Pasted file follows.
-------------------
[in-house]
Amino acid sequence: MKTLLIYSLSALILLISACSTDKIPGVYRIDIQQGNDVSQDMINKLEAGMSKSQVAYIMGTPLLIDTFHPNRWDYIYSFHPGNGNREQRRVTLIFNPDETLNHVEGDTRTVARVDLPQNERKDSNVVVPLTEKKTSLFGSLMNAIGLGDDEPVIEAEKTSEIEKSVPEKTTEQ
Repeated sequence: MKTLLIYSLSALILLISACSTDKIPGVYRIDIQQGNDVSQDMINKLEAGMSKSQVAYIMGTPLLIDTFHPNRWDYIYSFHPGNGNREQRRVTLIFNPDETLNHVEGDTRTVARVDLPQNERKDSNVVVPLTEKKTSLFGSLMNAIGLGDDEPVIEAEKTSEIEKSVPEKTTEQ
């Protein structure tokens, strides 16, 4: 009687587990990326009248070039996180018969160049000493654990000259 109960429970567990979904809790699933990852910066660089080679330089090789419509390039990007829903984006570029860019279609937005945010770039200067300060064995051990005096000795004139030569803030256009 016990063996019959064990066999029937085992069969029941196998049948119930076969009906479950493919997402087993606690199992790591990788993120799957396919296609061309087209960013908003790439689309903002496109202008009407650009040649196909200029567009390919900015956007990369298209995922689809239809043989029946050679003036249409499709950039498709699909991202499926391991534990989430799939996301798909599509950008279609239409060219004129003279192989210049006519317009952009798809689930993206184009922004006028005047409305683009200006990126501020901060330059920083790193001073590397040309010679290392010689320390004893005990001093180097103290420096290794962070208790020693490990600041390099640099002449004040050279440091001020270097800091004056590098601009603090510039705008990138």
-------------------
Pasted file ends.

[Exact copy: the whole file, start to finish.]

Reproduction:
[in-house]
Amino acid sequence: MKTLLIYSLSALILLISACSTDKIPGVYRIDIQQGNDVSQDMINKLEAGMSKSQVAYIMGTPLLIDTFHPNRWDYIYSFHPGNGNREQRRVTLIFNPDETLNHVEGDTRTVARVDLPQNERKDSNVVVPLTEKKTSLFGSLMNAIGLGDDEPVIEAEKTSEIEKSVPEKTTEQ
Repeated sequence: MKTLLIYSLSALILLISACSTDKIPGVYRIDIQQGNDVSQDMINKLEAGMSKSQVAYIMGTPLLIDTFHPNRWDYIYSFHPGNGNREQRRVTLIFNPDETLNHVEGDTRTVARVDLPQNERKDSNVVVPLTEKKTSLFGSLMNAIGLGDDEPVIEAEKTSEIEKSVPEKTTEQ
């Protein structure tokens, strides 16, 4: 009687587990990326009248070039996180018969160049000493654990000259 109960429970567990979904809790699933990852910066660089080679330089090789419509390039990007829903984006570029860019279609937005945010770039200067300060064995051990005096000795004139030569803030256009 016990063996019959064990066999029937085992069969029941196998049948119930076969009906479950493919997402087993606690199992790591990788993120799957396919296609061309087209960013908003790439689309903002496109202008009407650009040649196909200029567009390919900015956007990369298209995922689809239809043989029946050679003036249409499709950039498709699909991202499926391991534990989430799939996301798909599509950008279609239409060219004129003279192989210049006519317009952009798809689930993206184009922004006028005047409305683009200006990126501020901060330059920083790193001073590397040309010679290392010689320390004893005990001093180097103290420096290794962070208790020693490990600041390099640099002449004040050279440091001020270097800091004056590098601009603090510039705008990138």